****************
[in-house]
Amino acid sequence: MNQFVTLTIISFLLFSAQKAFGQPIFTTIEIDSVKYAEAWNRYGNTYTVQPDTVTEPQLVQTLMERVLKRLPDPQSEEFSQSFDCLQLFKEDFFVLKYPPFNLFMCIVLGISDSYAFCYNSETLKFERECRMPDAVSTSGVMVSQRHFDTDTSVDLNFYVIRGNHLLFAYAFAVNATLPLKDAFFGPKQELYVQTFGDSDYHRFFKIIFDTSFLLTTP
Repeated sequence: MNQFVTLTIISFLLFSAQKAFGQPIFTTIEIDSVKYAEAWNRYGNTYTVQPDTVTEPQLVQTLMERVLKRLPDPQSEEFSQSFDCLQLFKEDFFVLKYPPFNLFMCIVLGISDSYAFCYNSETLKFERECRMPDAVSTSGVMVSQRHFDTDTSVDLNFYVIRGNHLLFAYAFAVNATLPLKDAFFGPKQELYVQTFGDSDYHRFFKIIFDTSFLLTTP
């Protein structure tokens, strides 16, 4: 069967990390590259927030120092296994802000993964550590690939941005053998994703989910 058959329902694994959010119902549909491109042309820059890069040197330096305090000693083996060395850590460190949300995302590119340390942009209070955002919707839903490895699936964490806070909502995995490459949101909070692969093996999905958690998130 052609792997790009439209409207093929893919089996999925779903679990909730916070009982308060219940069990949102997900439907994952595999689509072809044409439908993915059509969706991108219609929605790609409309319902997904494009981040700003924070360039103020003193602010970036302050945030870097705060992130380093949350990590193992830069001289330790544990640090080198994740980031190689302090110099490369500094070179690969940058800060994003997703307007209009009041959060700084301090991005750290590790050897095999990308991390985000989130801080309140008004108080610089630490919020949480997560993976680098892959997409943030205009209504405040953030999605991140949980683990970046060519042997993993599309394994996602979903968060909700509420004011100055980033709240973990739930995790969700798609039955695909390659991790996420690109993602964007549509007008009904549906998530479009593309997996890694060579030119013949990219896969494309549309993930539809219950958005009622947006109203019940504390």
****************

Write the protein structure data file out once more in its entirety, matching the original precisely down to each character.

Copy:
[in-house]
Amino acid sequence: MNQFVTLTIISFLLFSAQKAFGQPIFTTIEIDSVKYAEAWNRYGNTYTVQPDTVTEPQLVQTLMERVLKRLPDPQSEEFSQSFDCLQLFKEDFFVLKYPPFNLFMCIVLGISDSYAFCYNSETLKFERECRMPDAVSTSGVMVSQRHFDTDTSVDLNFYVIRGNHLLFAYAFAVNATLPLKDAFFGPKQELYVQTFGDSDYHRFFKIIFDTSFLLTTP
Repeated sequence: MNQFVTLTIISFLLFSAQKAFGQPIFTTIEIDSVKYAEAWNRYGNTYTVQPDTVTEPQLVQTLMERVLKRLPDPQSEEFSQSFDCLQLFKEDFFVLKYPPFNLFMCIVLGISDSYAFCYNSETLKFERECRMPDAVSTSGVMVSQRHFDTDTSVDLNFYVIRGNHLLFAYAFAVNATLPLKDAFFGPKQELYVQTFGDSDYHRFFKIIFDTSFLLTTP
């Protein structure tokens, strides 16, 4: 069967990390590259927030120092296994802000993964550590690939941005053998994703989910 058959329902694994959010119902549909491109042309820059890069040197330096305090000693083996060395850590460190949300995302590119340390942009209070955002919707839903490895699936964490806070909502995995490459949101909070692969093996999905958690998130 052609792997790009439209409207093929893919089996999925779903679990909730916070009982308060219940069990949102997900439907994952595999689509072809044409439908993915059509969706991108219609929605790609409309319902997904494009981040700003924070360039103020003193602010970036302050945030870097705060992130380093949350990590193992830069001289330790544990640090080198994740980031190689302090110099490369500094070179690969940058800060994003997703307007209009009041959060700084301090991005750290590790050897095999990308991390985000989130801080309140008004108080610089630490919020949480997560993976680098892959997409943030205009209504405040953030999605991140949980683990970046060519042997993993599309394994996602979903968060909700509420004011100055980033709240973990739930995790969700798609039955695909390659991790996420690109993602964007549509007008009904549906998530479009593309997996890694060579030119013949990219896969494309549309993930539809219950958005009622947006109203019940504390």